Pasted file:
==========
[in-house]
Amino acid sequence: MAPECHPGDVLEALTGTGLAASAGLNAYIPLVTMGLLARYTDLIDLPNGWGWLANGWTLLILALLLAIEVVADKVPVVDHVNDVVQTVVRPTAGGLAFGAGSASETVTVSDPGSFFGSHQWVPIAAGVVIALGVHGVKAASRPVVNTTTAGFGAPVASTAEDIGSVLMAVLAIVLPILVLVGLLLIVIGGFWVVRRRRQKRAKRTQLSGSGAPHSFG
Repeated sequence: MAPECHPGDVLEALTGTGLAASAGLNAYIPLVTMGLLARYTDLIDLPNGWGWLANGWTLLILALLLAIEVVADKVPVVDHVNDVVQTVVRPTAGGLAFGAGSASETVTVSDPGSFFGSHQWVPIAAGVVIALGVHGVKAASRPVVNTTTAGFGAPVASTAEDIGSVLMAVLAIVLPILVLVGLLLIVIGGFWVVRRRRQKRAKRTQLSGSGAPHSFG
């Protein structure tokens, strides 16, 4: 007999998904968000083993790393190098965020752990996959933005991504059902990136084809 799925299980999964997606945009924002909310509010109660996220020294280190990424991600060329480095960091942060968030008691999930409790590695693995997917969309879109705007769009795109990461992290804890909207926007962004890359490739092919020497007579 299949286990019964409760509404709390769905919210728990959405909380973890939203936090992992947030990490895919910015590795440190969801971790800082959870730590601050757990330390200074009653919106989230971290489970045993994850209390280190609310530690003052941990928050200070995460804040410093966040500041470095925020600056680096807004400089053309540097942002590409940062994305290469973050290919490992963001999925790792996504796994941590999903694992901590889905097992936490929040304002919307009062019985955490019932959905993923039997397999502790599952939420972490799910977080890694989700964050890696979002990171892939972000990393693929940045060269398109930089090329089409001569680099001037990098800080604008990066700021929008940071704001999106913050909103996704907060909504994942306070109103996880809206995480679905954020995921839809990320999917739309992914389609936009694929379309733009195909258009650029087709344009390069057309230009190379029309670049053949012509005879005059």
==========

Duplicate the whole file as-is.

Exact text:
[in-house]
Amino acid sequence: MAPECHPGDVLEALTGTGLAASAGLNAYIPLVTMGLLARYTDLIDLPNGWGWLANGWTLLILALLLAIEVVADKVPVVDHVNDVVQTVVRPTAGGLAFGAGSASETVTVSDPGSFFGSHQWVPIAAGVVIALGVHGVKAASRPVVNTTTAGFGAPVASTAEDIGSVLMAVLAIVLPILVLVGLLLIVIGGFWVVRRRRQKRAKRTQLSGSGAPHSFG
Repeated sequence: MAPECHPGDVLEALTGTGLAASAGLNAYIPLVTMGLLARYTDLIDLPNGWGWLANGWTLLILALLLAIEVVADKVPVVDHVNDVVQTVVRPTAGGLAFGAGSASETVTVSDPGSFFGSHQWVPIAAGVVIALGVHGVKAASRPVVNTTTAGFGAPVASTAEDIGSVLMAVLAIVLPILVLVGLLLIVIGGFWVVRRRRQKRAKRTQLSGSGAPHSFG
């Protein structure tokens, strides 16, 4: 007999998904968000083993790393190098965020752990996959933005991504059902990136084809 799925299980999964997606945009924002909310509010109660996220020294280190990424991600060329480095960091942060968030008691999930409790590695693995997917969309879109705007769009795109990461992290804890909207926007962004890359490739092919020497007579 299949286990019964409760509404709390769905919210728990959405909380973890939203936090992992947030990490895919910015590795440190969801971790800082959870730590601050757990330390200074009653919106989230971290489970045993994850209390280190609310530690003052941990928050200070995460804040410093966040500041470095925020600056680096807004400089053309540097942002590409940062994305290469973050290919490992963001999925790792996504796994941590999903694992901590889905097992936490929040304002919307009062019985955490019932959905993923039997397999502790599952939420972490799910977080890694989700964050890696979002990171892939972000990393693929940045060269398109930089090329089409001569680099001037990098800080604008990066700021929008940071704001999106913050909103996704907060909504994942306070109103996880809206995480679905954020995921839809990320999917739309992914389609936009694929379309733009195909258009650029087709344009390069057309230009190379029309670049053949012509005879005059």